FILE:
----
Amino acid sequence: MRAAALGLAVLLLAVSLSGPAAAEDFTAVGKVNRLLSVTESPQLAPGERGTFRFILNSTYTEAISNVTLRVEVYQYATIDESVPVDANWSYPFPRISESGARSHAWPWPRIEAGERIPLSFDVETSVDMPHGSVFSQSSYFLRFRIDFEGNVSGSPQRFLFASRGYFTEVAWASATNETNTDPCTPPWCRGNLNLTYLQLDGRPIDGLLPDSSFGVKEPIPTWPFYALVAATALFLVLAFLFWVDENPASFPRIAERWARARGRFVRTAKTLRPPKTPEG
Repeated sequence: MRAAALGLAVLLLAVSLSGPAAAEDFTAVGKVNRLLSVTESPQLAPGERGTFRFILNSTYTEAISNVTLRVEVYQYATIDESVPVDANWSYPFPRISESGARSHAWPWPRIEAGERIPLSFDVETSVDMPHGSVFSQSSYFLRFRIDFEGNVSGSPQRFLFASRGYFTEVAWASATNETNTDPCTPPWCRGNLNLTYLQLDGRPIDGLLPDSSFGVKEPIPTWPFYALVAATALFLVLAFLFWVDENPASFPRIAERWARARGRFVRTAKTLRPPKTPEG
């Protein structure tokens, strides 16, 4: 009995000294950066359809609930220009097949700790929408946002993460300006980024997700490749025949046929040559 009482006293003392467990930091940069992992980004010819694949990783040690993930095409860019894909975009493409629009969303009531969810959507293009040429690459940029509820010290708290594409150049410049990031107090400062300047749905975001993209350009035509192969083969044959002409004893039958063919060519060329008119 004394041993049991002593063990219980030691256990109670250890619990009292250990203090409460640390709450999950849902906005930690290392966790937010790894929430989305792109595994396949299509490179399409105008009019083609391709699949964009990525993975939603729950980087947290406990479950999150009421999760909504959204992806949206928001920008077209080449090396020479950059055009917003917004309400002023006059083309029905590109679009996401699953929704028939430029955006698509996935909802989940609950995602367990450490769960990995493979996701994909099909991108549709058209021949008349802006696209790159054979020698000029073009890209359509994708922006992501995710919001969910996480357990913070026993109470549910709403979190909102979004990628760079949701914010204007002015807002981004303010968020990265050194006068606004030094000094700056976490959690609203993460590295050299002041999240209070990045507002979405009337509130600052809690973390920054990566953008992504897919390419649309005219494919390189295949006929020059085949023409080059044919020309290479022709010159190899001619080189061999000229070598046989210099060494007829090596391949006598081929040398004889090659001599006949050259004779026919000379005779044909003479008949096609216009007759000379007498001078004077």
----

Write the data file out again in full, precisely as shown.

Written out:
Amino acid sequence: MRAAALGLAVLLLAVSLSGPAAAEDFTAVGKVNRLLSVTESPQLAPGERGTFRFILNSTYTEAISNVTLRVEVYQYATIDESVPVDANWSYPFPRISESGARSHAWPWPRIEAGERIPLSFDVETSVDMPHGSVFSQSSYFLRFRIDFEGNVSGSPQRFLFASRGYFTEVAWASATNETNTDPCTPPWCRGNLNLTYLQLDGRPIDGLLPDSSFGVKEPIPTWPFYALVAATALFLVLAFLFWVDENPASFPRIAERWARARGRFVRTAKTLRPPKTPEG
Repeated sequence: MRAAALGLAVLLLAVSLSGPAAAEDFTAVGKVNRLLSVTESPQLAPGERGTFRFILNSTYTEAISNVTLRVEVYQYATIDESVPVDANWSYPFPRISESGARSHAWPWPRIEAGERIPLSFDVETSVDMPHGSVFSQSSYFLRFRIDFEGNVSGSPQRFLFASRGYFTEVAWASATNETNTDPCTPPWCRGNLNLTYLQLDGRPIDGLLPDSSFGVKEPIPTWPFYALVAATALFLVLAFLFWVDENPASFPRIAERWARARGRFVRTAKTLRPPKTPEG
């Protein structure tokens, strides 16, 4: 009995000294950066359809609930220009097949700790929408946002993460300006980024997700490749025949046929040559 009482006293003392467990930091940069992992980004010819694949990783040690993930095409860019894909975009493409629009969303009531969810959507293009040429690459940029509820010290708290594409150049410049990031107090400062300047749905975001993209350009035509192969083969044959002409004893039958063919060519060329008119 004394041993049991002593063990219980030691256990109670250890619990009292250990203090409460640390709450999950849902906005930690290392966790937010790894929430989305792109595994396949299509490179399409105008009019083609391709699949964009990525993975939603729950980087947290406990479950999150009421999760909504959204992806949206928001920008077209080449090396020479950059055009917003917004309400002023006059083309029905590109679009996401699953929704028939430029955006698509996935909802989940609950995602367990450490769960990995493979996701994909099909991108549709058209021949008349802006696209790159054979020698000029073009890209359509994708922006992501995710919001969910996480357990913070026993109470549910709403979190909102979004990628760079949701914010204007002015807002981004303010968020990265050194006068606004030094000094700056976490959690609203993460590295050299002041999240209070990045507002979405009337509130600052809690973390920054990566953008992504897919390419649309005219494919390189295949006929020059085949023409080059044919020309290479022709010159190899001619080189061999000229070598046989210099060494007829090596391949006598081929040398004889090659001599006949050259004779026919000379005779044909003479008949096609216009007759000379007498001078004077």